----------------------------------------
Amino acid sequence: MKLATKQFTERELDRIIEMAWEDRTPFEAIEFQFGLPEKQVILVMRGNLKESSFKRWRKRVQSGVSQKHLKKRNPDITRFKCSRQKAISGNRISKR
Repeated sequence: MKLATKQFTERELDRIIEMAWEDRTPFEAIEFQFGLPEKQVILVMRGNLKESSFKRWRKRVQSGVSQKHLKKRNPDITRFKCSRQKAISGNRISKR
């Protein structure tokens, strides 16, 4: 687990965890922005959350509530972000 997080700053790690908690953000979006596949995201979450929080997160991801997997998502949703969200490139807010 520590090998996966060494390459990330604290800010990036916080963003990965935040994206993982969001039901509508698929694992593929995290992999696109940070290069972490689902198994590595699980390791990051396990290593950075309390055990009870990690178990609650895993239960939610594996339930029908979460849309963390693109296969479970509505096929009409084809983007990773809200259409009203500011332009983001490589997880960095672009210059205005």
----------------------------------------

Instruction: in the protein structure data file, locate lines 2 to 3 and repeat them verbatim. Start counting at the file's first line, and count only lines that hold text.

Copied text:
Repeated sequence: MKLATKQFTERELDRIIEMAWEDRTPFEAIEFQFGLPEKQVILVMRGNLKESSFKRWRKRVQSGVSQKHLKKRNPDITRFKCSRQKAISGNRISKR
């Protein structure tokens, strides 16, 4: 687990965890922005959350509530972000 997080700053790690908690953000979006596949995201979450929080997160991801997997998502949703969200490139807010 520590090998996966060494390459990330604290800010990036916080963003990965935040994206993982969001039901509508698929694992593929995290992999696109940070290069972490689902198994590595699980390791990051396990290593950075309390055990009870990690178990609650895993239960939610594996339930029908979460849309963390693109296969479970509505096929009409084809983007990773809200259409009203500011332009983001490589997880960095672009210059205005």